If you decide to replace MAF don't go with some cheap brand.
 

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I now you said you replaced plugs and coils,, but it would also would be wise to check for spark on the #3 ignition coil. You will need a spark tester for that though.
 

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Discussion Starter #17
MAF is definitely more than I would like to see at warm idle. I'm thinking you may have two issues, one with the MAF and the P0303. Next easiest thing would be to swap fuel injectors and see if the code follows the injector. If not there is most likely a mechanical issue with #3, ie valves or piston ring. What is long and short term fuel trim readings at warm idle?

If you decide to replace MAF don't go with some cheap brand.
I tried changing or swapping the fuel injectors but they're pain in the you know what... So I gave up. But I'll try again. No, I know the PCM is picky about MAF authenticity, so im gonna pull original one from another altima at a scrap yard.

As for your second reply, I did change the 3rd spark plug even after the change of all of them. Still misfiring. I'll try the injector and see and also get the MAF from a yard. Let's see.
 

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Altima FTW
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Swap injectors and don't forget to check spark on #3. Spark testers aren't too expensive.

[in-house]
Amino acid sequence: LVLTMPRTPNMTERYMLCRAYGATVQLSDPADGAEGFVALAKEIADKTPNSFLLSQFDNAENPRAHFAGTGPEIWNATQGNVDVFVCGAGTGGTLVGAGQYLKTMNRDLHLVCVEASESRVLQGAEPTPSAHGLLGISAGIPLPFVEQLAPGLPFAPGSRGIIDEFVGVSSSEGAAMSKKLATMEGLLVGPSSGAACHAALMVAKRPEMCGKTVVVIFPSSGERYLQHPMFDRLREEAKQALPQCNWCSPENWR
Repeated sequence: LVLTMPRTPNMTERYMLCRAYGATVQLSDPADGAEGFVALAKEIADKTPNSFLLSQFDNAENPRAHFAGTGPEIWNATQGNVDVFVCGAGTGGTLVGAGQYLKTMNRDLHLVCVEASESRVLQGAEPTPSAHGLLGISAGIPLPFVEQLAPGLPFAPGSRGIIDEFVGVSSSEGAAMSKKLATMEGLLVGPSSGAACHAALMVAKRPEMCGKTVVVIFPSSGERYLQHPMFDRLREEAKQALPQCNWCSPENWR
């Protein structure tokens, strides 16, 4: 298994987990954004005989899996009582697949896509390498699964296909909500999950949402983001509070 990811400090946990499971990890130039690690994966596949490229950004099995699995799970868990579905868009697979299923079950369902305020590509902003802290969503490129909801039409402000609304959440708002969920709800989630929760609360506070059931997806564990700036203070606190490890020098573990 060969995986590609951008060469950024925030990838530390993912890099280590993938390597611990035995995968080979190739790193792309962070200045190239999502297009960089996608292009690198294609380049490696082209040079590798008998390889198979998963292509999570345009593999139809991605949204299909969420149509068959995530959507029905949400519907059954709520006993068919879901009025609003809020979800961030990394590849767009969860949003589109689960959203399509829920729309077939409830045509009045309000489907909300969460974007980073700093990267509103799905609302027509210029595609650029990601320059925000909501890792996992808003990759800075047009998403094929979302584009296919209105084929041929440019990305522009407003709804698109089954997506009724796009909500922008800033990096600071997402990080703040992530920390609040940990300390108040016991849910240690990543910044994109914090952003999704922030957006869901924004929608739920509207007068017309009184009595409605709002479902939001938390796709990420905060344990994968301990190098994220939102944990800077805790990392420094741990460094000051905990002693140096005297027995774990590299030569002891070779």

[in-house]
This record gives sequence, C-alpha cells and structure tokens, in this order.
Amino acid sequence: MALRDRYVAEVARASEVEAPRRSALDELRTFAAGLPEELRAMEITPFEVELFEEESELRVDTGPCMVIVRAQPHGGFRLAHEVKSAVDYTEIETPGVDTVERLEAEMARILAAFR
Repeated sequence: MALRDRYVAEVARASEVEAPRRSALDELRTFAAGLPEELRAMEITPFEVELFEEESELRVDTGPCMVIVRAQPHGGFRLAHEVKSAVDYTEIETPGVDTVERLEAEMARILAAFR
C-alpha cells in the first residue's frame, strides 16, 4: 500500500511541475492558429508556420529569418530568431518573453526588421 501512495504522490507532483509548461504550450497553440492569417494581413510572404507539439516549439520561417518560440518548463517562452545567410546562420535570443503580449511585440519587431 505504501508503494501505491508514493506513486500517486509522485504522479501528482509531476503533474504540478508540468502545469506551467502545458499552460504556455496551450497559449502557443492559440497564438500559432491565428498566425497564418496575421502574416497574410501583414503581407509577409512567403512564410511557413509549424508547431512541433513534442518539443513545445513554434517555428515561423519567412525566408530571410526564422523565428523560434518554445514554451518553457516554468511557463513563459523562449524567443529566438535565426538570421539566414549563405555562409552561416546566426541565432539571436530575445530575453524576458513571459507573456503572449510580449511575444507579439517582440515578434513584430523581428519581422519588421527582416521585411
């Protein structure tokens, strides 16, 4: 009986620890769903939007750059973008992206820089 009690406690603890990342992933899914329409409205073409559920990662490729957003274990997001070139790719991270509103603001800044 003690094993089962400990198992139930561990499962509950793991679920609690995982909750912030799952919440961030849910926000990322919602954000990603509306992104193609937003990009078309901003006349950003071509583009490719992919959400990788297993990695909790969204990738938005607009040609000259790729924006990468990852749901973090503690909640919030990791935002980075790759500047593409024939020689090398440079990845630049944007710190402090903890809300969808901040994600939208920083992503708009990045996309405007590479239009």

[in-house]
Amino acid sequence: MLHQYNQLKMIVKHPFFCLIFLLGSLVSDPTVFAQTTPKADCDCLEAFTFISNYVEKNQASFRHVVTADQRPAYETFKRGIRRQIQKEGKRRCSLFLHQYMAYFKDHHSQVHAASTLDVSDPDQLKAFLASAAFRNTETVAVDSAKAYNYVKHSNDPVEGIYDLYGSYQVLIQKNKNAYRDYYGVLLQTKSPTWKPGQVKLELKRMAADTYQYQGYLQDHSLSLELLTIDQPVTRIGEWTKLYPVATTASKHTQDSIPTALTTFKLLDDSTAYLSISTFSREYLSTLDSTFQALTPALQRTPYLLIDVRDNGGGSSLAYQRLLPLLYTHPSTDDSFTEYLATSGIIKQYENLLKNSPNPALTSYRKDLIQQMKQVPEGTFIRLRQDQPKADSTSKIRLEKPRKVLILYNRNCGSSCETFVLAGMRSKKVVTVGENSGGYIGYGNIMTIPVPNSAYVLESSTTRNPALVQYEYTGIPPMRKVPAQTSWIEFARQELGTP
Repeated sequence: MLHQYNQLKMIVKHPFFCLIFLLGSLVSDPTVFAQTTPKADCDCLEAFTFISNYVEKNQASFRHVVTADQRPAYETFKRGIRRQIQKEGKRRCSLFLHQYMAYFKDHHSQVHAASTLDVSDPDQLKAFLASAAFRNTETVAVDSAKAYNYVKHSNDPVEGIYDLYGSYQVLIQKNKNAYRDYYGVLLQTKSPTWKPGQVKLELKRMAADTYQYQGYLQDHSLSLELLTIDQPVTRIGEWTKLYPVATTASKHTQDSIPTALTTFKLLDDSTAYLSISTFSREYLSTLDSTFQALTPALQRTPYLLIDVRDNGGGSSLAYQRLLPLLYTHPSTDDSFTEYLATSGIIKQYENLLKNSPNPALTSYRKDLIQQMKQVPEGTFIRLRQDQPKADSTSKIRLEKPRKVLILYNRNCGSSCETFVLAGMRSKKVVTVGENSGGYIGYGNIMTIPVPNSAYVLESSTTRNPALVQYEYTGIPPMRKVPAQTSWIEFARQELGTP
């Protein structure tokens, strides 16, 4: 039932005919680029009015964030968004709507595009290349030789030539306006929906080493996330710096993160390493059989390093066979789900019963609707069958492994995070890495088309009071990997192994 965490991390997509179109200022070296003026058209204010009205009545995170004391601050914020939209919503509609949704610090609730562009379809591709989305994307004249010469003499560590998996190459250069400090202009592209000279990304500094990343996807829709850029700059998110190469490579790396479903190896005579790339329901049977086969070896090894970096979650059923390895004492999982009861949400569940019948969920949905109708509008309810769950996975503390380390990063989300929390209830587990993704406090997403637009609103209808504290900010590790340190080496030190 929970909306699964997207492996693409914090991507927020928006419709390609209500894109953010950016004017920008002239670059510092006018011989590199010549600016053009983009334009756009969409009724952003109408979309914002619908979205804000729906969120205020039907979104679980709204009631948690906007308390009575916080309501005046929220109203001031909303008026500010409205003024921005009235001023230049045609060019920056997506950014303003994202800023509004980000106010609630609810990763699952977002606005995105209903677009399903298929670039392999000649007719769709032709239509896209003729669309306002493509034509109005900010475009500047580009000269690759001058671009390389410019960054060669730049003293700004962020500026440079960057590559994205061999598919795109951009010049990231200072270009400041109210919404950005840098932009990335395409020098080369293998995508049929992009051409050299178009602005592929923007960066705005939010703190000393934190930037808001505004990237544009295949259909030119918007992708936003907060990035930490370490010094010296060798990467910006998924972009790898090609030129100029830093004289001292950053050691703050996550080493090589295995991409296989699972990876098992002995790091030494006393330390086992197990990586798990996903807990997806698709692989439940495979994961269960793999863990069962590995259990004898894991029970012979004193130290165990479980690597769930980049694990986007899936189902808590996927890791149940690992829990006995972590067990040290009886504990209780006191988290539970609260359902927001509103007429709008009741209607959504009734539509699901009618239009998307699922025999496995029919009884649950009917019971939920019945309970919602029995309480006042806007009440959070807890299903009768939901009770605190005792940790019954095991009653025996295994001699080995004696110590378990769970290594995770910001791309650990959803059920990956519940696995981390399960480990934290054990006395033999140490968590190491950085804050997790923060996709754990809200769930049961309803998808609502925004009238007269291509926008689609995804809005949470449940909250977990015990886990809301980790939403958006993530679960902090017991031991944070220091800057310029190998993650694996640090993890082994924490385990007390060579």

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From post #5.....

'If you have access to scan data the MAF should have a grams per second reading of near the engine displacement at idle with all electrical loads turned off. So if you have the 2.5L the MAF should be roughly 2.5 g/s, 3.5L would be roughly 3.5 g/s.'

Where did that come from?, never heard that before. Not saying it's wrong at all, just wanting to hear more, it can be a valuable tool if reliable.

I'm afraid I'm one of the compression gauge guys but I do agree as to the unreliability of the readings and have worked out streams of method to make them much more reliable than the normal guy doing it is. When I give a number you can pretty much bank on it. There is science to the method that the modern world just doesn't use, too hard to have to think about such things.
 

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From post #5.....

'If you have access to scan data the MAF should have a grams per second reading of near the engine displacement at idle with all electrical loads turned off. So if you have the 2.5L the MAF should be roughly 2.5 g/s, 3.5L would be roughly 3.5 g/s.'

Where did that come from?, never heard that before. Not saying it's wrong at all, just wanting to hear more, it can be a valuable tool if reliable.

I'm afraid I'm one of the compression gauge guys but I do agree as to the unreliability of the readings and have worked out streams of method to make them much more reliable than the normal guy doing it is. When I give a number you can pretty much bank on it. There is science to the method that the modern world just doesn't use, too hard to have to think about such things.
The output of the FET power transistor must be considered. This component is located in the car's computer and sends the signal to fire the spark. This is what caused misfire in my car. Not easy to test without ocilloscope and low amp clamp.